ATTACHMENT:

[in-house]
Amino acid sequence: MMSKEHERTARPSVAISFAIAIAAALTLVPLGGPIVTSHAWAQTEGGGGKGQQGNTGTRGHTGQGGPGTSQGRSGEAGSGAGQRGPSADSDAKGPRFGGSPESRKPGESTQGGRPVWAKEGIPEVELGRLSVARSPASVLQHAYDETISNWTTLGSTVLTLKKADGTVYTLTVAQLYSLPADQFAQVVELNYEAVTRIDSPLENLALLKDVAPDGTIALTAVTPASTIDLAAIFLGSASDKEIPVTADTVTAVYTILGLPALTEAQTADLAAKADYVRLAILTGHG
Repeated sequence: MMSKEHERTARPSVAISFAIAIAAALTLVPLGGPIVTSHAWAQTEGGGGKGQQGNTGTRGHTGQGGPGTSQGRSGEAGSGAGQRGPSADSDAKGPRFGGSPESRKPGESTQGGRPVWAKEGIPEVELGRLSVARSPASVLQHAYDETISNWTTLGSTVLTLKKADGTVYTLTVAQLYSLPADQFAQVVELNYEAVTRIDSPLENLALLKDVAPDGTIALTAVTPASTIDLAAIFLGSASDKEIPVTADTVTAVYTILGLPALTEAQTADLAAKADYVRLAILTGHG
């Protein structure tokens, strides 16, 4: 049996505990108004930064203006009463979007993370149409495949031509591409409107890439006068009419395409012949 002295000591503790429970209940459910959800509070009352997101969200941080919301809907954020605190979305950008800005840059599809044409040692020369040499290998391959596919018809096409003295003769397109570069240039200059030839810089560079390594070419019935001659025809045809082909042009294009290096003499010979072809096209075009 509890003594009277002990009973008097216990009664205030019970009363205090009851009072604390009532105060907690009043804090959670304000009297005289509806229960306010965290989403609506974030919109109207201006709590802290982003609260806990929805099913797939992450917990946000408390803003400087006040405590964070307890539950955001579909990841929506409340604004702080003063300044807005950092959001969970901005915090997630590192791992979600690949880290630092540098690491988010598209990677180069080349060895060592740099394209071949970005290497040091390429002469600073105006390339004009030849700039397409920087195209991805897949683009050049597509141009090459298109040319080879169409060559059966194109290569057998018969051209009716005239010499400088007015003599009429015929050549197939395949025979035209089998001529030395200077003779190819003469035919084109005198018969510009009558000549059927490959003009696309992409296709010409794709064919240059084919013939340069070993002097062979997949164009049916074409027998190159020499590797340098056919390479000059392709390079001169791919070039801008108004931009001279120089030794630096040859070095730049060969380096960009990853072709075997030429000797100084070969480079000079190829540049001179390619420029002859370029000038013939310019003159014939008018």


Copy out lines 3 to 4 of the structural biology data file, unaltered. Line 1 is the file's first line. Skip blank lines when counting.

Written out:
Repeated sequence: MMSKEHERTARPSVAISFAIAIAAALTLVPLGGPIVTSHAWAQTEGGGGKGQQGNTGTRGHTGQGGPGTSQGRSGEAGSGAGQRGPSADSDAKGPRFGGSPESRKPGESTQGGRPVWAKEGIPEVELGRLSVARSPASVLQHAYDETISNWTTLGSTVLTLKKADGTVYTLTVAQLYSLPADQFAQVVELNYEAVTRIDSPLENLALLKDVAPDGTIALTAVTPASTIDLAAIFLGSASDKEIPVTADTVTAVYTILGLPALTEAQTADLAAKADYVRLAILTGHG
């Protein structure tokens, strides 16, 4: 049996505990108004930064203006009463979007993370149409495949031509591409409107890439006068009419395409012949 002295000591503790429970209940459910959800509070009352997101969200941080919301809907954020605190979305950008800005840059599809044409040692020369040499290998391959596919018809096409003295003769397109570069240039200059030839810089560079390594070419019935001659025809045809082909042009294009290096003499010979072809096209075009 509890003594009277002990009973008097216990009664205030019970009363205090009851009072604390009532105060907690009043804090959670304000009297005289509806229960306010965290989403609506974030919109109207201006709590802290982003609260806990929805099913797939992450917990946000408390803003400087006040405590964070307890539950955001579909990841929506409340604004702080003063300044807005950092959001969970901005915090997630590192791992979600690949880290630092540098690491988010598209990677180069080349060895060592740099394209071949970005290497040091390429002469600073105006390339004009030849700039397409920087195209991805897949683009050049597509141009090459298109040319080879169409060559059966194109290569057998018969051209009716005239010499400088007015003599009429015929050549197939395949025979035209089998001529030395200077003779190819003469035919084109005198018969510009009558000549059927490959003009696309992409296709010409794709064919240059084919013939340069070993002097062979997949164009049916074409027998190159020499590797340098056919390479000059392709390079001169791919070039801008108004931009001279120089030794630096040859070095730049060969380096960009990853072709075997030429000797100084070969480079000079190829540049001179390619420029002859370029000038013939310019003159014939008018």